In Drosophila, intraspecific competition (IC) may cause stress, cannibalism, and affect survival and reproduction. By migrating to less crowded environments, individuals can escape IC. Larvae of spotted-wing drosophila (SWD, Drosophila suzukii) are often exposed to IC. They are known to pupate either attached to or detached from their hosts. This study hypothesized that SWD pupates detached from the larval host as a means to escape IC and increase their survival and fitness. Under laboratory conditions, IC resulted in increased pupation detached from the larval host in both cornmeal medium and blueberry fruit. Males were more prone to detached pupation than females. In blueberry, IC-exposed larvae pupated farther away from the fruit relative to singly-developed individuals. Detached pupation was associated to survival and fitness gains. For example, larvae that displayed detached pupation showed shorter egg-pupa development times, higher pupa-adult survival, and larger adult size relative to fruit-attached individuals. These findings demonstrate that SWD larvae select pupation sites based on IC, and that such a strategy is associated with improved survival and fitness. This information contributes to a better understanding of SWD basic biology and behavior, offering insights to the development of improved practices to manage this pest in the field.
Chakraborty, T. S., Gendron, C. M., Lyu, Y., Munneke, A. S., DeMarco, M. N., Hoisington, Z. W. and Pletcher, S. D. (2019). Sensory perception of dead conspecifics induces aversive cues and modulates lifespan through serotonin in Drosophila. Nat Commun 10(1): 2365. PubMed ID: 31147540
Sensory perception modulates health and aging across taxa. Understanding the nature of relevant cues and the mechanisms underlying their action may lead to novel interventions that improve the length and quality of life. This study found that in the vinegar fly, Drosophila melanogaster, exposure to dead conspecifics in the environment induced cues that were aversive to other flies, modulated physiology, and impaired longevity. The effects of exposure to dead conspecifics on aversiveness and lifespan required visual and olfactory function in the exposed flies. Furthermore, the sight of dead flies was sufficient to produce aversive cues and to induce changes in the head metabolome. Genetic and pharmacologic attenuation of serotonergic signaling eliminated the effects of exposure on aversiveness and lifespan. These results indicate that Drosophila have an ability to perceive dead conspecifics in their environment and suggest conserved mechanistic links between neural state, health, and aging; the roots of which might be unearthed using invertebrate model systems.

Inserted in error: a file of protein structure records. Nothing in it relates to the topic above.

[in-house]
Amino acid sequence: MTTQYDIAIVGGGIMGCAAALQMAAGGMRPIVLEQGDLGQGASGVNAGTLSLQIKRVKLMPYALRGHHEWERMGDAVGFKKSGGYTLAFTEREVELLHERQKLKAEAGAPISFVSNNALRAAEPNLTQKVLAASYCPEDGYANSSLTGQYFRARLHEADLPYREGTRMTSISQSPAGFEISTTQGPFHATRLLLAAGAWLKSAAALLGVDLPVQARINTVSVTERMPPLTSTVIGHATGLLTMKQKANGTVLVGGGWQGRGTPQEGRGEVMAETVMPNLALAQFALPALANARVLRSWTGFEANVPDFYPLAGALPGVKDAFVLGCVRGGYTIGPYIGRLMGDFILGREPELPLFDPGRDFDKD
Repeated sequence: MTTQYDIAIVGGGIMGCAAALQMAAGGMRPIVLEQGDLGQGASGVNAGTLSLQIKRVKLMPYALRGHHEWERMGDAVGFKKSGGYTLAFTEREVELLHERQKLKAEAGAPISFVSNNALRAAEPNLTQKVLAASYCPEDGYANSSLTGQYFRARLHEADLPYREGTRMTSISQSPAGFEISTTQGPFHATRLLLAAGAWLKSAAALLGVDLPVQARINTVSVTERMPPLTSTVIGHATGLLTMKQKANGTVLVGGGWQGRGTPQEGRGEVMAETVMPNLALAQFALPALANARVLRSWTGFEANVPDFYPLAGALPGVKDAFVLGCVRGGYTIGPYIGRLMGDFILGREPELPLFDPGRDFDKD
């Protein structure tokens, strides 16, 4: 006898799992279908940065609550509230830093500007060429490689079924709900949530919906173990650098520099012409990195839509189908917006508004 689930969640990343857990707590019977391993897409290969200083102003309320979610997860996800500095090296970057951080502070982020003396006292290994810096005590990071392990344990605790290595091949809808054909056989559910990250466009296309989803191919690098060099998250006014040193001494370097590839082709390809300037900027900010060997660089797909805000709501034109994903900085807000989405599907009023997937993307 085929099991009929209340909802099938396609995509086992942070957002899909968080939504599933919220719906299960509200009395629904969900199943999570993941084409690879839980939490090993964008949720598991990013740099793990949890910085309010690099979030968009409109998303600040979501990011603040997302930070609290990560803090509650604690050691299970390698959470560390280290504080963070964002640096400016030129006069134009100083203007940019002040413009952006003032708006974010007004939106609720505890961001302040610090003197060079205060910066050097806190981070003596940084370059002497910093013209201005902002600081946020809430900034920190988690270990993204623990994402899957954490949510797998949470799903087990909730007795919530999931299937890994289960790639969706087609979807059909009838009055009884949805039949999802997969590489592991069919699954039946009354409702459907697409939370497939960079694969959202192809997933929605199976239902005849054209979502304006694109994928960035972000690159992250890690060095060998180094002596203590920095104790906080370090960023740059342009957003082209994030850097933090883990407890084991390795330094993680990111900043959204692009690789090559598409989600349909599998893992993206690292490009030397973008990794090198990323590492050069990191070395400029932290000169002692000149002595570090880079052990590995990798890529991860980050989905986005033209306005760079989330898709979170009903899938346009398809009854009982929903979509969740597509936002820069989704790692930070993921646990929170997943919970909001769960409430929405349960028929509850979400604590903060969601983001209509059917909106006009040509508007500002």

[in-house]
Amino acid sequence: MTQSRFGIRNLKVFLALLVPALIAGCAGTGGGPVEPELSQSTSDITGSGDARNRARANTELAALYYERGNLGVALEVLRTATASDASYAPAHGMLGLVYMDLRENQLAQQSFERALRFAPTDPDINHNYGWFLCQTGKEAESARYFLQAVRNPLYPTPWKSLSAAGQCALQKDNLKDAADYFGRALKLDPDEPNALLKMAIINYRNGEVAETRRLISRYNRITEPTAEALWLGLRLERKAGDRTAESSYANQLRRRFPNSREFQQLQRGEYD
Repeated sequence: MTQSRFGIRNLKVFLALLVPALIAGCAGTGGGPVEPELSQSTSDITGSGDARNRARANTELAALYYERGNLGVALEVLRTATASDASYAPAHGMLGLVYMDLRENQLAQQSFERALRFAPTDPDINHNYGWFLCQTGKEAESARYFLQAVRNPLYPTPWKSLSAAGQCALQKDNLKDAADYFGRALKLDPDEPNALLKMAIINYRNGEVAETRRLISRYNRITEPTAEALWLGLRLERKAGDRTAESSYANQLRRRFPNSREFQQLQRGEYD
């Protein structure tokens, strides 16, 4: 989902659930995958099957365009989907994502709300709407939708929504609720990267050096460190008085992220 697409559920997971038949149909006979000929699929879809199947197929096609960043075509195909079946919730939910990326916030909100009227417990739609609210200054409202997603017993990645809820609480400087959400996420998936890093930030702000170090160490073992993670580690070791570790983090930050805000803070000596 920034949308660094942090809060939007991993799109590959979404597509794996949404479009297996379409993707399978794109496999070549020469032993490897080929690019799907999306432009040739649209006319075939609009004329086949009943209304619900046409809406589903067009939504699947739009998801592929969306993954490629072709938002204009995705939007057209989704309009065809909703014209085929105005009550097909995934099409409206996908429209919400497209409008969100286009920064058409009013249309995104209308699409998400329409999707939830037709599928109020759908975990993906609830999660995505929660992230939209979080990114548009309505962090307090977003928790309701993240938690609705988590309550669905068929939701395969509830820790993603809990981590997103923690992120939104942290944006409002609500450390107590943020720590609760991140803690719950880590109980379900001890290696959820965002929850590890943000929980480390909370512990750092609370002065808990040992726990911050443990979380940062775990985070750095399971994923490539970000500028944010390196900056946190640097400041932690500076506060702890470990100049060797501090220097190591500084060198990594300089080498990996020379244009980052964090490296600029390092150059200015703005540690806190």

Parigi, A., Porter, C., Cermak, M., Pitchers, W. R. and Dworkin, I. (2019). The behavioral repertoire of Drosophila melanogaster in the presence of two predator species that differ in hunting mode. PLoS One 14(5): e0216860. PubMed ID: 31150415
The fruit fly, Drosophila melanogaster, has proven to be an excellent model organism for genetic, genomic and neurobiological studies. However, relatively little is known about the natural history of D. melanogaster. In particular, neither the natural predators faced by wild populations of D. melanogaster, nor the anti-predatory behaviors they may employ to escape and avoid their enemies have been documented. This study observed and described the influence of two predators that differ in their mode of hunting: zebra jumping spiders, Salticus scenicus (active hunters) and Chinese praying mantids, Tenodera sinensis (ambush predators) on the behavioral repertoire of Drosophila melanogaster. Three particularly interesting behaviors were documented: abdominal lifting, stopping, and retreat-which were performed at higher frequency by D. melanogaster in the presence of predators. While mantids had only a modest influence on the locomotory activity of D. melanogaster, a significant increase was observed in the overall activity of D. melanogaster in the presence of jumping spiders. Finally, considerable among-individual behavioral variation was observed in response to both predators.
Baik, L. S., Recinos, Y., Chevez, J. A., Au, D. D. and Holmes, T. C. (2019). Multiple phototransduction inputs integrate to mediate UV light-evoked avoidance/attraction behavior in Drosophila. J Biol Rhythms: 748730419847339. PubMed ID: 31140349